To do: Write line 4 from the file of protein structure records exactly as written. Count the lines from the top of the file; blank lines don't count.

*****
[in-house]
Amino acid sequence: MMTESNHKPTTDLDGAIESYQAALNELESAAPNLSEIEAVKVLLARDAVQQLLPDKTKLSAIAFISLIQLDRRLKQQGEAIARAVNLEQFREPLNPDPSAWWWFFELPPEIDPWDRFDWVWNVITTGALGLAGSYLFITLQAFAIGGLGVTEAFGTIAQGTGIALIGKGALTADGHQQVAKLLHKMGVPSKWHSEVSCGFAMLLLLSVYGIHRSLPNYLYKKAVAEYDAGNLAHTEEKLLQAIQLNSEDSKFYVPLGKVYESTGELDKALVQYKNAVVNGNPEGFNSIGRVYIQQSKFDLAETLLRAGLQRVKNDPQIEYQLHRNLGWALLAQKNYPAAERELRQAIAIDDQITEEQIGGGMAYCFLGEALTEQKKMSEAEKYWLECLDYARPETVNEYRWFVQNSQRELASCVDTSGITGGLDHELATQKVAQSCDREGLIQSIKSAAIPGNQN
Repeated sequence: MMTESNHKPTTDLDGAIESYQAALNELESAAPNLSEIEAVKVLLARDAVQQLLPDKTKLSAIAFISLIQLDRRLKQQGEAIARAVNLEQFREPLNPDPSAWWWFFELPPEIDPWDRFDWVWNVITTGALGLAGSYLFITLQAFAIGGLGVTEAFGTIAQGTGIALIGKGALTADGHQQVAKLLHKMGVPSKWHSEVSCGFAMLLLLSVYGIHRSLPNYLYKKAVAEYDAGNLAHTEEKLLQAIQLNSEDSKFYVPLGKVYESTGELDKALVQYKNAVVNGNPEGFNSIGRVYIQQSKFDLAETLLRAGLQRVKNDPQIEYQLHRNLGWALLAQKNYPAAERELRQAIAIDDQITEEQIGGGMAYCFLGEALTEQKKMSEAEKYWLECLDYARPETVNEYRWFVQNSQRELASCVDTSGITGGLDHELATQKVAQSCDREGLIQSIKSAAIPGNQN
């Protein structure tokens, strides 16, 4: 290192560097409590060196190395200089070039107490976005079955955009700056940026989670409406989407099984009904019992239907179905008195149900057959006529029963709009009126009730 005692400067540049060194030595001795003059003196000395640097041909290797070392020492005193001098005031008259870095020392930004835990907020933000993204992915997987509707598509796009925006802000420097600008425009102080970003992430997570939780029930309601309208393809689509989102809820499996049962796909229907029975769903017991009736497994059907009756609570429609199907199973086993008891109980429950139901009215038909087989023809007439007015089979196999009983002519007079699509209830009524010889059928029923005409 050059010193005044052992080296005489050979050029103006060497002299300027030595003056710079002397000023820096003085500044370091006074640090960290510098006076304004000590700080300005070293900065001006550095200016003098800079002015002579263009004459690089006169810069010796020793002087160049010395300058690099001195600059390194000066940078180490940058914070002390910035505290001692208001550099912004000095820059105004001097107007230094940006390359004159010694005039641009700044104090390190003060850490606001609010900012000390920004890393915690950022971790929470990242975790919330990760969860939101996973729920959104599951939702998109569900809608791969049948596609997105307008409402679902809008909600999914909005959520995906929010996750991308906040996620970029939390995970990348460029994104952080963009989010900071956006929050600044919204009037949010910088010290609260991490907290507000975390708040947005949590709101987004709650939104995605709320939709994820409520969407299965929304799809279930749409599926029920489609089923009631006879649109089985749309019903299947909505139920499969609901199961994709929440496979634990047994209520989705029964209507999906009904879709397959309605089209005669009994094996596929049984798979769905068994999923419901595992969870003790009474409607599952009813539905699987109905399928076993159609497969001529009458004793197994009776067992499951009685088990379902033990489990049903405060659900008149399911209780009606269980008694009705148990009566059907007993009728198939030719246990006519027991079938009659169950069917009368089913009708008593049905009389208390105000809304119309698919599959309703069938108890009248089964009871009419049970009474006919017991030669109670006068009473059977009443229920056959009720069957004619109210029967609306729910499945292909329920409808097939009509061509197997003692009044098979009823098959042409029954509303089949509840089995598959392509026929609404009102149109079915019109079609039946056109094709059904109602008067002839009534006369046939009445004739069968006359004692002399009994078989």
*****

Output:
């Protein structure tokens, strides 16, 4: 290192560097409590060196190395200089070039107490976005079955955009700056940026989670409406989407099984009904019992239907179905008195149900057959006529029963709009009126009730 005692400067540049060194030595001795003059003196000395640097041909290797070392020492005193001098005031008259870095020392930004835990907020933000993204992915997987509707598509796009925006802000420097600008425009102080970003992430997570939780029930309601309208393809689509989102809820499996049962796909229907029975769903017991009736497994059907009756609570429609199907199973086993008891109980429950139901009215038909087989023809007439007015089979196999009983002519007079699509209830009524010889059928029923005409 050059010193005044052992080296005489050979050029103006060497002299300027030595003056710079002397000023820096003085500044370091006074640090960290510098006076304004000590700080300005070293900065001006550095200016003098800079002015002579263009004459690089006169810069010796020793002087160049010395300058690099001195600059390194000066940078180490940058914070002390910035505290001692208001550099912004000095820059105004001097107007230094940006390359004159010694005039641009700044104090390190003060850490606001609010900012000390920004890393915690950022971790929470990242975790919330990760969860939101996973729920959104599951939702998109569900809608791969049948596609997105307008409402679902809008909600999914909005959520995906929010996750991308906040996620970029939390995970990348460029994104952080963009989010900071956006929050600044919204009037949010910088010290609260991490907290507000975390708040947005949590709101987004709650939104995605709320939709994820409520969407299965929304799809279930749409599926029920489609089923009631006879649109089985749309019903299947909505139920499969609901199961994709929440496979634990047994209520989705029964209507999906009904879709397959309605089209005669009994094996596929049984798979769905068994999923419901595992969870003790009474409607599952009813539905699987109905399928076993159609497969001529009458004793197994009776067992499951009685088990379902033990489990049903405060659900008149399911209780009606269980008694009705148990009566059907007993009728198939030719246990006519027991079938009659169950069917009368089913009708008593049905009389208390105000809304119309698919599959309703069938108890009248089964009871009419049970009474006919017991030669109670006068009473059977009443229920056959009720069957004619109210029967609306729910499945292909329920409808097939009509061509197997003692009044098979009823098959042409029954509303089949509840089995598959392509026929609404009102149109079915019109079609039946056109094709059904109602008067002839009534006369046939009445004739069968006359004692002399009994078989």